The implications of such an interpretation prove to be ineffective in furthering the object of the Act in combatting market behaviour in contravention to sections 3 and 4 of the Act. The cap of 10% penalty on the relevant turnover may result in a far less penalty than what the Act contemplates. Undoubtedly, proportional penalty as contemplated by the Court is a just and equitable punishment. Going against the letter of the law in achieving this end by providing inadequate reasoning and not observing the implications of such a decision is respectfully submitted to be alarming.

In case a company that is involved in producing a plethora of goods engages in a behaviour in contravention to section 3 of the Act in the relevant market for one particular good, a 10% penalty would be a mere cost of continuing such market behaviour, particularly for a company with global turnover. The relevant turnover cap curbs exercise of discretion in imposing penalty.

Possibly, the usage of the term relevant market may point towards a penal provision that is catered towards the consumer welfare taken away by the goods that form the subject matter of that relevant market. The Supreme Court makes a passing reference to this in the judgment. However, this argument does not hold much merit in a situation where section 27(b) specifically refers to the annual or average turnover of the offender. Thus, attempts at narrowing the definition of turnover down to relevant market taking recourse to a textual interpretation go in vain.

A purposive and internationalist approach in interpreting the statute in fact substitutes the Court’s intent to that of the legislature’s. It is alarming to note that the Court fails to provide any substantial basis or authority to showcase legislative intent or the object and purpose of the Act. Mere references to what ought to be the legislative intent and purpose of the provision was taken into account while arriving upon this conclusion.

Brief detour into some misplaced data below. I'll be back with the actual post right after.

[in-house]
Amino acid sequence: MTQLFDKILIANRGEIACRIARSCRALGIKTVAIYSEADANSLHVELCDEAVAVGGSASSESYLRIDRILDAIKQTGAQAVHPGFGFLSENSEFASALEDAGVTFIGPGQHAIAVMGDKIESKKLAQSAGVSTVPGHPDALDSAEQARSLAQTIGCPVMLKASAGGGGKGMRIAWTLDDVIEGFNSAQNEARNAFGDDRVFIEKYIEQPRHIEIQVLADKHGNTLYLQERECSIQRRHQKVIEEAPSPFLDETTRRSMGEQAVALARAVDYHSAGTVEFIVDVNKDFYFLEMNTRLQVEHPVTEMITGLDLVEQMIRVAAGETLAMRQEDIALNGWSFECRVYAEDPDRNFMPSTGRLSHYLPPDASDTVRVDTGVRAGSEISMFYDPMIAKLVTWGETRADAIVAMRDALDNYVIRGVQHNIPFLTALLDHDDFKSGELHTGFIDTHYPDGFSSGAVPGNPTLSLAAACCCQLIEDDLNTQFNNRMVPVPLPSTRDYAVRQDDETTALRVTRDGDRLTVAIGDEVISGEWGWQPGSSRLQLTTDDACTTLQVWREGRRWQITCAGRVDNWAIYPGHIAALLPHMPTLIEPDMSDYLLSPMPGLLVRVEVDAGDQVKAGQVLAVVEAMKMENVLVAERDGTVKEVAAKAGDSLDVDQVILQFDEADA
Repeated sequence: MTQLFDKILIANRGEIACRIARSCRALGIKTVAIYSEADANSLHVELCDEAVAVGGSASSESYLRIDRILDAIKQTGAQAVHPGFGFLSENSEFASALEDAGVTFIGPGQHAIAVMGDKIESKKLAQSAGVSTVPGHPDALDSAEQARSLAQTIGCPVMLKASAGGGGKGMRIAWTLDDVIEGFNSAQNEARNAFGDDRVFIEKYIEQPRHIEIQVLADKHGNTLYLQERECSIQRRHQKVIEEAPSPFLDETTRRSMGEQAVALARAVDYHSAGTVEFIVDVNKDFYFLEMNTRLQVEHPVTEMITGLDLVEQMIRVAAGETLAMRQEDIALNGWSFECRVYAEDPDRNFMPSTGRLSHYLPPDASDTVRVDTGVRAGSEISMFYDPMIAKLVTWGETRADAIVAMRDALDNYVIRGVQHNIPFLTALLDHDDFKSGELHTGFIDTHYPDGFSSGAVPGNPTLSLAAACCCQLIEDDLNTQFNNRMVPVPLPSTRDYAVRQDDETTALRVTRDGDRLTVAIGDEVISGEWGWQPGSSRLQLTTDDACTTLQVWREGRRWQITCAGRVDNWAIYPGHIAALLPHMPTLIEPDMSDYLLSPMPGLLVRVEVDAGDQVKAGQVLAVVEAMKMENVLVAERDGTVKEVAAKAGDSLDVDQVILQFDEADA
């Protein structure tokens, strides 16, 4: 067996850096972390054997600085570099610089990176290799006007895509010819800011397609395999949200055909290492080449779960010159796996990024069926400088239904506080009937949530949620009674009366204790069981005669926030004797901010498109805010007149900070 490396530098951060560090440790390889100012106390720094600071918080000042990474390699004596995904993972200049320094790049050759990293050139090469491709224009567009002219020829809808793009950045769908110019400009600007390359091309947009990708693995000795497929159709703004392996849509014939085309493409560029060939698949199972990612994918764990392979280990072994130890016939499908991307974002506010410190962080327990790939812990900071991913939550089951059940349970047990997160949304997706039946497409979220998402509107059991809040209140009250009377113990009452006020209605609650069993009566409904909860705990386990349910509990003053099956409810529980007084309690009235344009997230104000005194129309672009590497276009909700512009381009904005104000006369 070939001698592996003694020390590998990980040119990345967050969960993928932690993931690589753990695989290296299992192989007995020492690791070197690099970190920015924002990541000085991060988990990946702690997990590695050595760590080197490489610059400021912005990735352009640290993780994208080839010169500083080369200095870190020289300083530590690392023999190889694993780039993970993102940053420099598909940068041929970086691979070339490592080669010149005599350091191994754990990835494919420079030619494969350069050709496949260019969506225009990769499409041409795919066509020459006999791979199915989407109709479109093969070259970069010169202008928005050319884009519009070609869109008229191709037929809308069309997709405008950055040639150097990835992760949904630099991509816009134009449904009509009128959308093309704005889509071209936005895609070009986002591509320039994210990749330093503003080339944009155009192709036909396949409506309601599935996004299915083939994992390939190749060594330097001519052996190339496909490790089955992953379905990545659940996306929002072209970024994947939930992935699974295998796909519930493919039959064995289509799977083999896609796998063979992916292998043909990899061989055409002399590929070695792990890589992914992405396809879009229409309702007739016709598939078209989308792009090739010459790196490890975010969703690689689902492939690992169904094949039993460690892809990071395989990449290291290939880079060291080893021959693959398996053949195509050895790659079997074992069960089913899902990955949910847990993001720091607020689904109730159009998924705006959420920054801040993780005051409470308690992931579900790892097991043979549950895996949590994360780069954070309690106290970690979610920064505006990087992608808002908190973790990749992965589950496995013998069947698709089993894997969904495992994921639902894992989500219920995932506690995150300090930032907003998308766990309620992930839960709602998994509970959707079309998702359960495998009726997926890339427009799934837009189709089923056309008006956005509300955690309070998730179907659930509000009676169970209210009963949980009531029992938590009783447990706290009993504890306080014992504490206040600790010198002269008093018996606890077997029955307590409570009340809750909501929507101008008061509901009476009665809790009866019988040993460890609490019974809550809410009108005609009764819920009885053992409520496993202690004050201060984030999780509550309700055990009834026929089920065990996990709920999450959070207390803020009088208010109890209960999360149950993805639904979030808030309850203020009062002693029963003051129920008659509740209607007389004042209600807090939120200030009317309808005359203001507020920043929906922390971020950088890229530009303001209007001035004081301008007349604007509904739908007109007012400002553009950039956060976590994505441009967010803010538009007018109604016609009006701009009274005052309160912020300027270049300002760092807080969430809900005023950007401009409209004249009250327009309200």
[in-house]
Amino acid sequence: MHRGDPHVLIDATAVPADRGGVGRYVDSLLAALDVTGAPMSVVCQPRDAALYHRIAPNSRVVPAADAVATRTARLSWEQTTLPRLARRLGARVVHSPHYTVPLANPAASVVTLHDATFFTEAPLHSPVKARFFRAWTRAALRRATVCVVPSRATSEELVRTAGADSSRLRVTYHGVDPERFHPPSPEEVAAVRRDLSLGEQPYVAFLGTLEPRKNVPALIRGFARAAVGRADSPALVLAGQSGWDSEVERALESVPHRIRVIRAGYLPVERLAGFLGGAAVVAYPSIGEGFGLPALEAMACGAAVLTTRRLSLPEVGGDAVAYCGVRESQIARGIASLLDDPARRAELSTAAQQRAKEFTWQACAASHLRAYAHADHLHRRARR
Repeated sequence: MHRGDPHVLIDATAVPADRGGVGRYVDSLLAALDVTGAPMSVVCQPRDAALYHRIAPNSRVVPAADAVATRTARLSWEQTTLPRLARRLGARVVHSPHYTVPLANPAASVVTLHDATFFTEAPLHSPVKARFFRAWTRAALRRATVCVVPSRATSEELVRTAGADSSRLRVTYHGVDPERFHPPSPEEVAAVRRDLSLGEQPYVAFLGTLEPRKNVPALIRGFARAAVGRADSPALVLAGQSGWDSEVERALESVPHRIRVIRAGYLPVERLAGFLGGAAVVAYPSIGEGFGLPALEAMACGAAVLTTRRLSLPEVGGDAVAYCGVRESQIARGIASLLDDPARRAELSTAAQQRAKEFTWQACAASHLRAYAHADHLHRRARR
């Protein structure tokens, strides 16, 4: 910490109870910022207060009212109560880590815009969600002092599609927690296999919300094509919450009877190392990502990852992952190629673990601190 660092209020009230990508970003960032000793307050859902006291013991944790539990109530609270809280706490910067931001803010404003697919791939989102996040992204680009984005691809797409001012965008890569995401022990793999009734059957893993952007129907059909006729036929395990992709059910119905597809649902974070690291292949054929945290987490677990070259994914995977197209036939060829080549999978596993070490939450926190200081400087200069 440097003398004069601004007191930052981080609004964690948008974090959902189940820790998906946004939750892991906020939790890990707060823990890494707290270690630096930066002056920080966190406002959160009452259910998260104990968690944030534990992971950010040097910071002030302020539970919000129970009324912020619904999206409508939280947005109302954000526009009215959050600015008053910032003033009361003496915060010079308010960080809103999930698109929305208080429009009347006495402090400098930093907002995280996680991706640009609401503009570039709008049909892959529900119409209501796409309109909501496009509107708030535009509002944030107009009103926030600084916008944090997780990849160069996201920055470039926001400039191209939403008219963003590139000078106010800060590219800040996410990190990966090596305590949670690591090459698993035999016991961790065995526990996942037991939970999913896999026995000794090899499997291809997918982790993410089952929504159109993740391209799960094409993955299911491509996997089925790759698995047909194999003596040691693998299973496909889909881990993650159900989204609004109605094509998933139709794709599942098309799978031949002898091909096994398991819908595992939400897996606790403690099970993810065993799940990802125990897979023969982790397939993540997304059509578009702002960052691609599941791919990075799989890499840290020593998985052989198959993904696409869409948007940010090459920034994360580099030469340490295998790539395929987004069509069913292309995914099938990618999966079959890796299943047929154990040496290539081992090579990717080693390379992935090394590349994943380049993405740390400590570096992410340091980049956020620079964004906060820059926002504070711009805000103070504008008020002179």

The COMPAT referred to the EU and OFT guidelines, holding that the guidelines were ‘undoubtedly relevant’. However, if one delves into these guidelines, it is clear that if they were applied in toto, the penalty would have been much more than what the COMPAT arrived at.[2] The guidelines follow a step-by-step approach in determining penalty. Also, paragraph 21 of the EU guidelines states that penalties that are computed from relevant turnover start from 30%.[3] This points out how high a bar other jurisdictions that the COMPAT relied on set, so as to not make the entire exercise seem like a cost of doing business. It is respectfully submitted that this seems to have gone unnoticed by the Supreme Court.

Competition law litigation in India still seems to be at its nascent stages, considering there is no clarity on such fundamental principles. One needs a robust legislative will to give determinacy to such issues and frame the statute in a way that curbs the need for such interpretative exercises. With this analysis, the author concludes that there is no legislative basis or origin for imposing penalties on ‘relevant turnover’. The judgment, by not providing adequate reasoning and analysis into the implications of going beyond the letter of law, is unsettling and may have far reaching consequences in relation to future market behaviour.